Say-No-To-Common-Core-Pins

By Edward B. Driscoll Jr.

Common Core is the educational standards program that everyone loves to hate – except the people who set policy for America’s public schools. That’s one reason why more parents are opting to homeschool instead.

But homeschooling parents shouldn’t be complacent about the threat posed by the Common Core crusaders, warns the e-book “Homeschooling: Fighting for My Children’s Future.” The companies behind college entrance exams are aligning their questions with the Common Core curriculum.

“If your homeschooled children plan to go to attend college someday,” Paula Bolyard writes, “the way things currently stand, they will be tested on Common Core ‘achievements and behavior.’ That means you may need to consider altering your curriculum to align with the standards.”

The essay is one of three on Common Core that Bolyard penned in the book, which includes 26 essays from the pages of PJ Media. Together they paint a picture of a public education system in turmoil and homeschooling as one way out of the mess.

The section on Common Core opens with a list of the 10 worst homework assignments based on those standards. The examples are from eight states (Arizona, California, Florida, Iowa, Louisiana, Nevada, Ohio and Rhode Island) and cover several grades, illustrating the breadth and depth of Common Core’s reach.

Most of the questions involved baffling approaches to math work. But one promoted Islam as a peaceful religion as part of a video about the Sept. 11, 2001, terrorist attacks, and another pushed liberal ideology about climate change.

The message to parents is that if they have children in public schools, they need to be diligent about not only what they are being taught, but how. “If your children are under the influence of this curriculum,” Bolyard said, “you may need to spend a significant amount of time debriefing them after school.”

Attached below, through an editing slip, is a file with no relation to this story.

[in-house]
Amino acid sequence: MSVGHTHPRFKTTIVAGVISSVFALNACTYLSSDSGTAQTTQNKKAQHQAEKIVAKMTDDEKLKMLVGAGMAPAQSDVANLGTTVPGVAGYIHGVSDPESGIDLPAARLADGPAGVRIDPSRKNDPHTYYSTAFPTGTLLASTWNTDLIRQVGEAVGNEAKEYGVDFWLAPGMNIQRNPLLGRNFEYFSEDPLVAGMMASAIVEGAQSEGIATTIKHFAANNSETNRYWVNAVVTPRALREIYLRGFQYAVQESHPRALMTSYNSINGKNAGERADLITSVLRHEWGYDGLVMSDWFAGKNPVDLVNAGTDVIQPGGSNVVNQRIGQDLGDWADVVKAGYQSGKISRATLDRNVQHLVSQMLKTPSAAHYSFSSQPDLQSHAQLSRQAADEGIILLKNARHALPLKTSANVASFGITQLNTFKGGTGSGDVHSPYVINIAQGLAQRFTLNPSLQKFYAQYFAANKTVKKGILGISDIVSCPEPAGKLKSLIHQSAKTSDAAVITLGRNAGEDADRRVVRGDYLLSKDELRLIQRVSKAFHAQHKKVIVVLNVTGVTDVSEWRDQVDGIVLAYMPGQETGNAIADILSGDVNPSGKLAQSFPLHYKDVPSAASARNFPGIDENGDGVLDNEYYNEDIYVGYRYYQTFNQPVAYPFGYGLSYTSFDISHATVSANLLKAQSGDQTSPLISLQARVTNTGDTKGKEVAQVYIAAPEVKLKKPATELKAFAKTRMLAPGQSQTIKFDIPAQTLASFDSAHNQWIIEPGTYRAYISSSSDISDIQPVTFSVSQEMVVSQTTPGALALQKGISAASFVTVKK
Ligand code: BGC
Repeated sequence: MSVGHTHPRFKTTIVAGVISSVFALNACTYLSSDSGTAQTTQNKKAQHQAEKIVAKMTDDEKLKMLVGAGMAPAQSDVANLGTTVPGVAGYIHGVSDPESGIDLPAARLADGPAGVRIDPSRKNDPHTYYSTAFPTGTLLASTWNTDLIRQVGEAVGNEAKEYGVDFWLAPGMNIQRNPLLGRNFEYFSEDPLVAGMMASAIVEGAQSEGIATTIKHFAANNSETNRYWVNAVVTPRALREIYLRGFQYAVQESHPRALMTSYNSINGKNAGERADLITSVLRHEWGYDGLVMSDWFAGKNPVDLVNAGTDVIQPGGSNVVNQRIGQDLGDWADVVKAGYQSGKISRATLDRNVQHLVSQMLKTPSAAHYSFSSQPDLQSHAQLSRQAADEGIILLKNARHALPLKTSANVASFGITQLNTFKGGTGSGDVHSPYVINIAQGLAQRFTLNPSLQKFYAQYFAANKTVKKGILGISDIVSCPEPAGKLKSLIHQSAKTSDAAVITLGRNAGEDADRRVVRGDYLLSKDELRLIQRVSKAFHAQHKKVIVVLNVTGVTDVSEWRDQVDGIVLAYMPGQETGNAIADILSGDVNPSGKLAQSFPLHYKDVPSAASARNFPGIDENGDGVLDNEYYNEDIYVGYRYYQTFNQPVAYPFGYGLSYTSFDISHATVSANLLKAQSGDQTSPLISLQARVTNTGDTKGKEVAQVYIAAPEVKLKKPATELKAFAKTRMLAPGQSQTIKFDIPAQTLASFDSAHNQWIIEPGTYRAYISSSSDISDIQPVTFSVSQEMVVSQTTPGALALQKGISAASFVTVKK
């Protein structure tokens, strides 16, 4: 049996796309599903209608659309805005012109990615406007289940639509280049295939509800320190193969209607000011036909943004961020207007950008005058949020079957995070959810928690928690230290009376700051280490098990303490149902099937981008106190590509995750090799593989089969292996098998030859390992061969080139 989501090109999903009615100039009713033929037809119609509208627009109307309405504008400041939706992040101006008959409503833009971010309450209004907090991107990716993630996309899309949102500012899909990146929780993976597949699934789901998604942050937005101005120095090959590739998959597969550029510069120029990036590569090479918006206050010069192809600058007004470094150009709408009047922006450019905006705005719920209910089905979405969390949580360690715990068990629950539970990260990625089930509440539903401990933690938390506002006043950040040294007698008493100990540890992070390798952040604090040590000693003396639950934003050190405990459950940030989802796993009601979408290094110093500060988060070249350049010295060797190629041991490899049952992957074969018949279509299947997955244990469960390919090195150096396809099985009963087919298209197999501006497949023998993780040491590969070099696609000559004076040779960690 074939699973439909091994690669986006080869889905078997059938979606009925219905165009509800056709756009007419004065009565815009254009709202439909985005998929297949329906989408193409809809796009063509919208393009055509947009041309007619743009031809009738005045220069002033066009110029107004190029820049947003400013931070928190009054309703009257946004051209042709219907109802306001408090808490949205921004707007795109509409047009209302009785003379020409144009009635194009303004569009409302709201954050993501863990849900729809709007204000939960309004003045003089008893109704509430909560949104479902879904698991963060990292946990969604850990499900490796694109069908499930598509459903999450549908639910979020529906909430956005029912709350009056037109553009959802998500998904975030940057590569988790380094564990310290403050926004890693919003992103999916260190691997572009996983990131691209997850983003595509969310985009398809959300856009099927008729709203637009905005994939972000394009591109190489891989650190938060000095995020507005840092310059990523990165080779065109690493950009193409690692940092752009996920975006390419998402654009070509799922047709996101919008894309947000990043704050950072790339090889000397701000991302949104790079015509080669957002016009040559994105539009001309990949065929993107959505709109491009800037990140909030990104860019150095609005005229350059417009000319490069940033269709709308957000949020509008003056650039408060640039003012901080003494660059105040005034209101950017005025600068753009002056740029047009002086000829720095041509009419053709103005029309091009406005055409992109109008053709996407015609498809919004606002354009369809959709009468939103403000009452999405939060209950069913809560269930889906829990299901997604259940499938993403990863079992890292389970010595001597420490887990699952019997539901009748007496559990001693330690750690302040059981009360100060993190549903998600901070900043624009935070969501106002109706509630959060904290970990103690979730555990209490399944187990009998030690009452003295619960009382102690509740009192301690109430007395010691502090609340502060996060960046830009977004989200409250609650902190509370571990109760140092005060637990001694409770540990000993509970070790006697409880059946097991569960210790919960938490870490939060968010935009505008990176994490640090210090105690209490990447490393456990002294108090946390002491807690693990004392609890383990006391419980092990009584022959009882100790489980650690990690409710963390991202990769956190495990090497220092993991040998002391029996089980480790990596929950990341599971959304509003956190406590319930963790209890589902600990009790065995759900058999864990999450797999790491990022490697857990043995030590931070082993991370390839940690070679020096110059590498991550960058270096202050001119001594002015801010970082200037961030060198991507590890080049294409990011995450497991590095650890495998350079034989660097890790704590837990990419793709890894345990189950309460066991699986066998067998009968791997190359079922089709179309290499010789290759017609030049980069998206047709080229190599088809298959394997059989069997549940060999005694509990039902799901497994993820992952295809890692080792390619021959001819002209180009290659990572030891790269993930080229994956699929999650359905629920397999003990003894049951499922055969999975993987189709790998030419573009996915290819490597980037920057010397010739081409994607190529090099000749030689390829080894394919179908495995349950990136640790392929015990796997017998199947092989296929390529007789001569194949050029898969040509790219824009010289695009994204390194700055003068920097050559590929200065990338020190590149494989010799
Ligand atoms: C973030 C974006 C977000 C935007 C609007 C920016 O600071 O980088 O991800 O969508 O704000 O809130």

In the second essay, her warning to homeschoolers about the potential impact of Common Core on college admission focuses on two big ties between the two.

First, David Coleman is not just a lead architect of Common Core standards; he is also president of the College Board, which designs and administers both Advanced Placement courses in high school and the SAT for college entrance. Then there is the ACT, “an active partner with the Common Core State Standards Initiative.”

With a monopoly like that, no wonder parents need to think long-term about their children’s education – even if they oversee it directly as homeschoolers.

The last essay points out that Common Core is so bad, it may create common ground for the left and the right. But conservatives need to be cautious, because advocates in the United Opt Out movement hate more than just Common Core. They also despise charter schools, merit performance for teachers, union reforms and other ideas that could improve public schools.

“Many in the traditional public education monopoly believe that education should be all public, all democratic, all the time,” Bolyard said. “Any variation must be defeated and destroyed.” That includes homeschooling.

Visit Amazon to download the Kindle edition of “Homeschooling: Fighting for My Children’s Future” for more insights into the dangers of Common Core.

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